8. #28
    "The Big Drop" by John Long is a pretty god read too. It's not a novel, but it's a collection of big-wave horror stories told by many of the most renowned big wave surfers, from the first paddle out at Waimea Bay, to towing in to Jaws. Who doesn't love a good, ol' fashion, fingerlicking, big-wave story?[/QUOTE]

    John Long has a great way for telling some epic stories. another of his collection of short stories is called "Gorilla Monsoon" out of print, but if you see it it is highly entertaining.

    One of my favorites is called "The Dogs of Winter" by Kem Nunn. Not strictly a surfing book but a dark, well-written novel about some crazy dark characters looking for some mysto- waves in northern cali. It's an amazing read that deals with interactions with native tribes and life's ups and downs... Check it out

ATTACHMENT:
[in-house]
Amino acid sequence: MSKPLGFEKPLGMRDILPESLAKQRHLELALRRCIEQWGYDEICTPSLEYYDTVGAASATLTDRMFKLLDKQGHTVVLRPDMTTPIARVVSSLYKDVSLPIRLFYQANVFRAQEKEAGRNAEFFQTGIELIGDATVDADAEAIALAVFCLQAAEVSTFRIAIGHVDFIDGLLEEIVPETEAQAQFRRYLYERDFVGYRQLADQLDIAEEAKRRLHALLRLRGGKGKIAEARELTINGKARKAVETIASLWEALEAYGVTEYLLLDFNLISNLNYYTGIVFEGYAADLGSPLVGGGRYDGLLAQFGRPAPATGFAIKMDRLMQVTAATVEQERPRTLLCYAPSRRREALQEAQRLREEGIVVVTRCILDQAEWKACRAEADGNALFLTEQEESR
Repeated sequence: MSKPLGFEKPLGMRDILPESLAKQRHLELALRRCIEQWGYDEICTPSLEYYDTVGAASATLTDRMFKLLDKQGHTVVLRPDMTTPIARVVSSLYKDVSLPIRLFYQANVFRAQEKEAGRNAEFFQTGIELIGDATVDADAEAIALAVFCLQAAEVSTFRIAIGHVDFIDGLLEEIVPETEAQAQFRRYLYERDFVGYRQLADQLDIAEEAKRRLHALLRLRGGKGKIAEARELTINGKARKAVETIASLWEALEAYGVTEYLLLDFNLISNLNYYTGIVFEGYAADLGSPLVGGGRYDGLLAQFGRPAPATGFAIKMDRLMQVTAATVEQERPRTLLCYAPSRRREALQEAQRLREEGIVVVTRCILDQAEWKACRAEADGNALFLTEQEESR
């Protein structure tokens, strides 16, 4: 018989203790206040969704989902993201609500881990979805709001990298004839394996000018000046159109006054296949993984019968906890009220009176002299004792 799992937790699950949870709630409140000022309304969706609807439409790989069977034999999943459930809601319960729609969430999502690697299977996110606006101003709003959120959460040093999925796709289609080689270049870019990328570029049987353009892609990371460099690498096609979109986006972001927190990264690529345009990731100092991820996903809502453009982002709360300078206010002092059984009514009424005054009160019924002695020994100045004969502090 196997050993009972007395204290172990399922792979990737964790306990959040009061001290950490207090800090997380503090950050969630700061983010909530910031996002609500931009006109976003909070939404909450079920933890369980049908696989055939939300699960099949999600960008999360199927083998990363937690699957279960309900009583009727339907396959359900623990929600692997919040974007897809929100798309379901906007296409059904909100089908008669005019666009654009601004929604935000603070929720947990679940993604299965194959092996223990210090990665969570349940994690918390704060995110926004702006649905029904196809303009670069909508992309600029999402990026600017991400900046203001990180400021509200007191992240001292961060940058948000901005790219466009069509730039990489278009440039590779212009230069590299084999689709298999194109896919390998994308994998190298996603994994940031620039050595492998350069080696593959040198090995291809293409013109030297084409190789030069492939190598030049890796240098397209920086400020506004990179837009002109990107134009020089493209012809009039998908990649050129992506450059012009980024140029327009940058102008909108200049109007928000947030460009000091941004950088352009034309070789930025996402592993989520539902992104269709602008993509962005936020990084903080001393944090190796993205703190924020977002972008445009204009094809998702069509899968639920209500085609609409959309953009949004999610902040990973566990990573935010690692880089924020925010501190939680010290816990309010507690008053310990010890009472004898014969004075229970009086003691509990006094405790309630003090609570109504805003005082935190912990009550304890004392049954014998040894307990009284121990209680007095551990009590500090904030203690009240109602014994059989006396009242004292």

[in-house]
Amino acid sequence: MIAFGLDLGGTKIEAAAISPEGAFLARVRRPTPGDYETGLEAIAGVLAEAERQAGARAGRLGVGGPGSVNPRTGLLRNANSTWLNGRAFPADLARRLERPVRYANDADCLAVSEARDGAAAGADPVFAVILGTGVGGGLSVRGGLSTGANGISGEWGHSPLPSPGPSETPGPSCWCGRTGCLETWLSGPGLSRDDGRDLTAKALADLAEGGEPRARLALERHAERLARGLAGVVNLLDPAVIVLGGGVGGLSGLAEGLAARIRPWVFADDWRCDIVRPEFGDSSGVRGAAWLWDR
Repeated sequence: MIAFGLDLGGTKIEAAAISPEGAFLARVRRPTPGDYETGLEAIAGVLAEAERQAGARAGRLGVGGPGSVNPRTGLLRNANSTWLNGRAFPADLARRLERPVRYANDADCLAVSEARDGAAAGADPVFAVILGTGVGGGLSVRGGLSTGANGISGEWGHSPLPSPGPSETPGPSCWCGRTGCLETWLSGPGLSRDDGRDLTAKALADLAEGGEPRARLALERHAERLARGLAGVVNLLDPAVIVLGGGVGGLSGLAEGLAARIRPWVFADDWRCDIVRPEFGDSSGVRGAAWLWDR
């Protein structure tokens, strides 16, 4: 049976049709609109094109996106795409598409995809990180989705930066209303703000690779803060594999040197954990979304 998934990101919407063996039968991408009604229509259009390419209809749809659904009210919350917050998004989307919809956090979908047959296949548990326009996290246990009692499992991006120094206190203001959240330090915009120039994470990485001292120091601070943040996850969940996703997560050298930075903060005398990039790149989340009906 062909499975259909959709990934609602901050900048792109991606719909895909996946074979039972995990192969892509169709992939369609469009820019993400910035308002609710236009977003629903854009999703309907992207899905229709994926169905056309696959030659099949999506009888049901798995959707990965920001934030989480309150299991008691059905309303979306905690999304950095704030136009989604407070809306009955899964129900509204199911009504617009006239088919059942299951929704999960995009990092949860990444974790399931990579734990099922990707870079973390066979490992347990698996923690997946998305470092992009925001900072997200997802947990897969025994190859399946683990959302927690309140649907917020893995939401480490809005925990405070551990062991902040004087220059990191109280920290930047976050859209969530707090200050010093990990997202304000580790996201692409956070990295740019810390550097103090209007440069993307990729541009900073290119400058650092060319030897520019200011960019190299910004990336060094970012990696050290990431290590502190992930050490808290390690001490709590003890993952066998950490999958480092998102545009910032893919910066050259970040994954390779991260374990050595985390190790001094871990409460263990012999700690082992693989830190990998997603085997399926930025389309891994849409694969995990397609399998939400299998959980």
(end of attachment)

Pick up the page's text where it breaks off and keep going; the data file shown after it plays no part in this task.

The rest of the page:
9. #29
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    Oct 2009
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    The Big Drop

    Yes, those Waimea stories in The Big Drop were just horrifying, gives me the creeps just thinking about it!

  10. #30
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    Oct 2009
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    Reading All for a Few Perfect Waves By David Rensin now and i have to say it the best book I have ever had the privledge to read.

    i blasted threw 125 pages in a cpl of hours and laughed my ass off.

    Dora Lives i heard is another good read too